As the harvest period comes to an end and nature fades out to make room for the cold, barren ground of winter, the dead are celebrated.
The Celtic festival of Samhain (SAH-in or SOW-in) occurs the night before November 1st, the Celtic New Year, when the divide between the dead and the living is at its thinnest. To ward off ghosts, bonfires were lit and costumes worn, beginning the tradition of make believe we see today and the fear behind nightly shadows.
A month of tradition and superstition, October and its deathly festivities have been through many variations as the celebrations have been twisted to fit within the controlling religious and political powers. In Ancient Rome, Samhain was combined with both Feralia, the Roman celebration of the dead, and Pomona, the Roman goddess of fruit and trees leading to the inclusion of apple bobbing in Halloween festivities today. Even as the Celtic celebration endured, it has gone through many transitions from the original Samhain to All Hallows Eve and eventually becoming the family-friendly Halloween we know today.
Looking through the Bucknell Press’s database, several books came to mind: Modernism and Mourning Edited by Patricia Rae dedicates itself to examining the resistance to mourning through modernist writings; Facing Death: Theme and Variations by F. David Martin argues the need to face death through memory; Charon and the Crossing by Ronnie H. Terpening studies Charon, the Ancient Greek ferryman of Hades, and the cultural need for this deathly symbol. Each continues the fascination of death and the dead, following a long history of traditions and writings.
Edited by Patricia Rae
The essays in Modernism and Mourning examine modernist literature’s propensity for resisting the “work of mourning.” Drawing from recent critical and theoretical work on mourning, they explore how much modernist writing repudiates Freud’s famous injunction to mourners to “work through” their grief, endorsing instead a “resistant mourning” related to, though not always identical with, Freudian “melancholia.”
Several of the essays argue that the messages of modernist literature on mourning, reinforced by its experimental forms, are politically progressive, instructing readers to reject restorative nostalgia and normative mourning rituals that aim to restore the social status quo. Others show how modernist depictions of unresolved mourning are implicitly conservative, suggesting that unresolved grief is a function of structural absence rather than of historical loss, or that confronting and coming to terms with loss would require an expressive masculinity unacceptable within the strictures of capitalist modernity.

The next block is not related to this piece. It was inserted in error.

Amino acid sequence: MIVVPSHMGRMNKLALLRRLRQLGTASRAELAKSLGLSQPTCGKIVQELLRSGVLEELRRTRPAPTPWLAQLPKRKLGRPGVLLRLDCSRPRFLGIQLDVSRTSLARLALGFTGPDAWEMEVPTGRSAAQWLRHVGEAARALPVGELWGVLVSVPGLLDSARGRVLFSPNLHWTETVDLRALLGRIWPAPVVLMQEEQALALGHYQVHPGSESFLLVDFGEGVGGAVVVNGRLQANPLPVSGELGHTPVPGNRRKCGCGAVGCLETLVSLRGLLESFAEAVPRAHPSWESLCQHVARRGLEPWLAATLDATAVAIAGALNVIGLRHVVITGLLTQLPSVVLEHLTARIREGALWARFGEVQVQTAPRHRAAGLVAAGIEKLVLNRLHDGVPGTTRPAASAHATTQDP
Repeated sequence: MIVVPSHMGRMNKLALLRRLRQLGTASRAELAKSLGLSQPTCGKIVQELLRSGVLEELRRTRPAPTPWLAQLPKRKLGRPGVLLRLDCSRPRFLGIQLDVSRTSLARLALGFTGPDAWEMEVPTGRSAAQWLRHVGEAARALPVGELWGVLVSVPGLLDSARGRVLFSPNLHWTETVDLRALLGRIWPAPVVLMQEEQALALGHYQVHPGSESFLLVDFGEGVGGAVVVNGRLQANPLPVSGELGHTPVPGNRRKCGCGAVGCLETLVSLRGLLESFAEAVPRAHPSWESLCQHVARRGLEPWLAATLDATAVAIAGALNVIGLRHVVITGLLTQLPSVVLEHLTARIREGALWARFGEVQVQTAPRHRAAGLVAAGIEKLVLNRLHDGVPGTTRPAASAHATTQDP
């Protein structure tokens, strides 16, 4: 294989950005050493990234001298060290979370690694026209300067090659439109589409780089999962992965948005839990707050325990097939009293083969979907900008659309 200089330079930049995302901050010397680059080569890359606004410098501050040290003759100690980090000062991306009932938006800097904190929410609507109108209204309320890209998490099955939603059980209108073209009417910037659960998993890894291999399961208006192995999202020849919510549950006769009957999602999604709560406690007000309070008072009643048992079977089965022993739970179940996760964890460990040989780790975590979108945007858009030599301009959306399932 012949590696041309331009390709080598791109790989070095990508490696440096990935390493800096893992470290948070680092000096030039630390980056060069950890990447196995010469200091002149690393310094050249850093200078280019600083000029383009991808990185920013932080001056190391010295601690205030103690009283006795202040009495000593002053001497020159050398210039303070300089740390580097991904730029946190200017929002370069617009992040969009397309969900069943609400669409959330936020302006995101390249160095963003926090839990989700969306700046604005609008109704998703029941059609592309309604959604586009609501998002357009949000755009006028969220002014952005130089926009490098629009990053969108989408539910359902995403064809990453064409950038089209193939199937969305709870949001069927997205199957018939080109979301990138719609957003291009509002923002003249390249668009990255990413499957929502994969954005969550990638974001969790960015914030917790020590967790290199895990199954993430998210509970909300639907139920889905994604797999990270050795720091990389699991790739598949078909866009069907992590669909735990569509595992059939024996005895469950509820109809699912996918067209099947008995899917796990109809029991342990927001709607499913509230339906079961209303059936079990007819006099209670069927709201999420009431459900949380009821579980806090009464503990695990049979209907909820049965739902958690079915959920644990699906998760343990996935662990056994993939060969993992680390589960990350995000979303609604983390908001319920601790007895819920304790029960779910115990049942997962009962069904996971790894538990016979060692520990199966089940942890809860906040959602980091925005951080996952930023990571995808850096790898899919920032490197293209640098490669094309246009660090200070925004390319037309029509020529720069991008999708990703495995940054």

Although their chief purpose is to contribute to modernist literary scholarship, the readings here also hint at the pertinence of modernist mourning to the present day, in which the catastrophic losses of 9/11, of retaliatory war, of racially motivated genocide, and of the AIDS epidemic have made the question of how to mourn responsibly a subject of widespread interest. In this vein, several contributors view modernist treatments of mourning as models for ethical mourning, in offering alternatives to the familiar tragic plot of loss and vengeance, or forms of commemoration that do not efface the dead. Others examine the intersection between the language of resistant mourning in poetry and fiction and the discourse on public policy between the two World Wars, demonstrating how the failure of consolation can sometimes provide an opportunity for social reform.
By F. David Martin
If we do not, at some point in our life, face death–thinking hard and straight about it– we turn away from our authenticity. If that facing rejects irrational faith, dogmas, mystification, and personal immortality, is there yet a path free of despair? David Martin argues that participatory pantheism–the experience of the secular and the sacred both as a unity and as a mystery–provides such a path. As we age, the future shortens and the past lengthens. But if we face death, more and more memories–especially the involuntary–are stirred up and cohere into stronger, as well as new, unities.
What paradise there is for the elderly is not so much in what is happening but in remembering what happened in a meaningful way. For Dr. Martin, transformation of memory into the memorable is the transcendent meaning each of us can wrest from our coming to death.
Since nature is our home, Dr. Martin reasons, the more we think participatively (thinking from ) rather than only objectively (thinking at), the more we are aware of the mystery and the majesty of that home. The more we know about our world and ourselves, the more we can understand how much we don’t know. This kind of thinking is a thanking. It brings us within the sacred. We are anchored, and the churning of change no longer sweeps us away.
By Ronnie H. Terpening
Charon and the Crossing is the first comprehensive critical study of the figure of the underworld boatman Charon as it is found in the literary tradition from Classical Antiquity through the Italian renaissance and early Baroque period. The tradition of the underworld crossing embraces a variety of genres and writers both major and minor.
The world-wide cultural significance of the concept of an afterlife boatman, traced in the introduction, is noteworthy. In Greek literature alonge, the encounter with Charon is an aspect of many mythic descents, including those of Theseus, Herakles, Dionysos, Alcestis, Orpheus, Persephone, and Psyche. The limits and potentialities of humanity are perhaps nowhere more sharply defined than at the moment of crossing, a myth central to our poetic imagination. When poets throughout the centuries have dealt with fate, death, and an afterlife existence, they have availed themselves countless times of no less a figure than Charon, the ferryman of Hades.
And keep an eye out for an upcoming Bucknell University Press release:
By Persephone Braham